Img Source: the-scientist.com

Many have heard of OASPA (pronounced oh-ASS-puh), the Open Access Scholarly Publishers Association. It’s an industry association that brings together some of the better OA publishers. Now it has some competition. While researching predatory publishers, we stumbled on the website for the Open Access Journal Publishers Association or OAJPA. Unlike OASPA, OAJPA seems to be organized around journals rather than publishers. The site claims membership is free, and it lists about 28 journal members. It appears to originate from India.

A bogus industry association.

One of the site’s information pages is called “Open Access Model,” but the page is a verbatim copy of a work written by OA activist Peter Suber.  OAJPA does not attribute the work to him, and it even adds a copyright statement and the phrase “all rights reserved” to the page. Peter’s work is released under a CC-BY license, but because the page is not attributed to him, this appears to be a flagrant case of plagiarism and a copyright violation.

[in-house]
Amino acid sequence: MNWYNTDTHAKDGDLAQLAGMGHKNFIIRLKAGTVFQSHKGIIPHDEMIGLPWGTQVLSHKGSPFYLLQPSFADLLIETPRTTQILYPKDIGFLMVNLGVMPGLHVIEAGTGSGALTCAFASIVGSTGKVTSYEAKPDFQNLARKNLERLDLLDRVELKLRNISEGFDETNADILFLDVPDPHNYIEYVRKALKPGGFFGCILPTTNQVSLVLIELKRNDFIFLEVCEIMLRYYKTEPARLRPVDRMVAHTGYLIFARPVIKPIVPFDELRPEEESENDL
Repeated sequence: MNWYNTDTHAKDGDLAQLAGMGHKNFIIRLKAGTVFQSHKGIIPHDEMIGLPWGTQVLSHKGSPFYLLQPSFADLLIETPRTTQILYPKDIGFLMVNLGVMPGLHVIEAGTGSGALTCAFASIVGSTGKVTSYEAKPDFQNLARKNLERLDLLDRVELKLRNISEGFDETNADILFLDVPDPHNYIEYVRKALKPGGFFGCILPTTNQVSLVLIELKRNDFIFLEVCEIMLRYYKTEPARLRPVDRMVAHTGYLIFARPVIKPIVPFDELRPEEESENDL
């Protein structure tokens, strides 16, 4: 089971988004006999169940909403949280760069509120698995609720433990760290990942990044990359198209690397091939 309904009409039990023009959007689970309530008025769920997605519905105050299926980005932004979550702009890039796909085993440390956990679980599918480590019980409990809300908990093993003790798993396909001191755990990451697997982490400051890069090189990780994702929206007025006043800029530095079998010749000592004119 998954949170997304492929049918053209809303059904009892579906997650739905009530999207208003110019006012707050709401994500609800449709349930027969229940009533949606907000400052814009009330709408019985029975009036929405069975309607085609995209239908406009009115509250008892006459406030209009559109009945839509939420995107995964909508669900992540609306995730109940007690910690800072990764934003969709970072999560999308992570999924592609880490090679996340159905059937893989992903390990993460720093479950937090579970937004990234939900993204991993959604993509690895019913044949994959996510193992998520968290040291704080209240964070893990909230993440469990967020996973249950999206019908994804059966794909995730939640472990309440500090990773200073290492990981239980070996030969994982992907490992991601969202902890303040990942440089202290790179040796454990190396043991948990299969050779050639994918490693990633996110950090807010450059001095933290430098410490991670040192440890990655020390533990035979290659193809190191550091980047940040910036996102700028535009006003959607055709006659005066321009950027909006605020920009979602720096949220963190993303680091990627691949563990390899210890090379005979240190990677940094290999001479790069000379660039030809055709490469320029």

OAJPA also has a page called “Terms and condition [sic] for publisher [sic]” that lists the requirements for joining. Among the requirements are these:

  • Perfect Editorial Board
  • Serials should not be irregular
  • Journal/serial must have ISSN/ISBN
  • The website should be perfect and no information should be hidden like publication charges

These are all for a show, of course. Many of OAJPA’s current member journals are filled with plagiarism. Also, the ISBN reference is wrong; serial publications do not get ISBNs.

Img Source: oaspa.org

Conclusion

To attract author fees, predatory publishers need to appear legitimate. The few publishers behind this bogus effort have created a false, industry self-regulation association. It is a dishonest attempt to add a mark of legitimacy to a bunch of predatory journals.

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